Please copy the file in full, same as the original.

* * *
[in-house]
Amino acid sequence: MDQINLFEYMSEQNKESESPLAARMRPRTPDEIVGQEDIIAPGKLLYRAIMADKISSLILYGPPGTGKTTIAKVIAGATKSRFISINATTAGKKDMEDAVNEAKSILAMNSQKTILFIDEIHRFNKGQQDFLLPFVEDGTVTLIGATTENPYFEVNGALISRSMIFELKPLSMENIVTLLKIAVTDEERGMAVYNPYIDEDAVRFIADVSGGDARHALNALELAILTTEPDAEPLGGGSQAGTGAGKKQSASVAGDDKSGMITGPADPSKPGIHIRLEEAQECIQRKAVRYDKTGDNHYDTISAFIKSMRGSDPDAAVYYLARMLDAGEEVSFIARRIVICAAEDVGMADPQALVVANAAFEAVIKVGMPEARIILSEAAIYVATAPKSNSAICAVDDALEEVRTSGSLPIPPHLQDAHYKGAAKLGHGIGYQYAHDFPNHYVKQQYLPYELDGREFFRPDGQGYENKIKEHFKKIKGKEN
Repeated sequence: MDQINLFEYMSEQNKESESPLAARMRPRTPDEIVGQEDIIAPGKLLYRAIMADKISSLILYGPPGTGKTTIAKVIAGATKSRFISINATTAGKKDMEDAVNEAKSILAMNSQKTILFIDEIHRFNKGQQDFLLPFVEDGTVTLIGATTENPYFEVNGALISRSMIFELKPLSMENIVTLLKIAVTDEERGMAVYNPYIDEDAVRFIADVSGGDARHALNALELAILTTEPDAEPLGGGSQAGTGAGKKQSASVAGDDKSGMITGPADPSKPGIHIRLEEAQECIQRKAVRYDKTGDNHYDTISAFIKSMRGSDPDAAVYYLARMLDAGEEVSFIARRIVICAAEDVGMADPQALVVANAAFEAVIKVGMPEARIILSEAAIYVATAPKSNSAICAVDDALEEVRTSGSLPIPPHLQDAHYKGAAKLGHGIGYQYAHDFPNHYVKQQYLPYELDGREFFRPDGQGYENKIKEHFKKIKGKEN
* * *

[in-house]
Amino acid sequence: MDQINLFEYMSEQNKESESPLAARMRPRTPDEIVGQEDIIAPGKLLYRAIMADKISSLILYGPPGTGKTTIAKVIAGATKSRFISINATTAGKKDMEDAVNEAKSILAMNSQKTILFIDEIHRFNKGQQDFLLPFVEDGTVTLIGATTENPYFEVNGALISRSMIFELKPLSMENIVTLLKIAVTDEERGMAVYNPYIDEDAVRFIADVSGGDARHALNALELAILTTEPDAEPLGGGSQAGTGAGKKQSASVAGDDKSGMITGPADPSKPGIHIRLEEAQECIQRKAVRYDKTGDNHYDTISAFIKSMRGSDPDAAVYYLARMLDAGEEVSFIARRIVICAAEDVGMADPQALVVANAAFEAVIKVGMPEARIILSEAAIYVATAPKSNSAICAVDDALEEVRTSGSLPIPPHLQDAHYKGAAKLGHGIGYQYAHDFPNHYVKQQYLPYELDGREFFRPDGQGYENKIKEHFKKIKGKEN
Repeated sequence: MDQINLFEYMSEQNKESESPLAARMRPRTPDEIVGQEDIIAPGKLLYRAIMADKISSLILYGPPGTGKTTIAKVIAGATKSRFISINATTAGKKDMEDAVNEAKSILAMNSQKTILFIDEIHRFNKGQQDFLLPFVEDGTVTLIGATTENPYFEVNGALISRSMIFELKPLSMENIVTLLKIAVTDEERGMAVYNPYIDEDAVRFIADVSGGDARHALNALELAILTTEPDAEPLGGGSQAGTGAGKKQSASVAGDDKSGMITGPADPSKPGIHIRLEEAQECIQRKAVRYDKTGDNHYDTISAFIKSMRGSDPDAAVYYLARMLDAGEEVSFIARRIVICAAEDVGMADPQALVVANAAFEAVIKVGMPEARIILSEAAIYVATAPKSNSAICAVDDALEEVRTSGSLPIPPHLQDAHYKGAAKLGHGIGYQYAHDFPNHYVKQQYLPYELDGREFFRPDGQGYENKIKEHFKKIKGKEN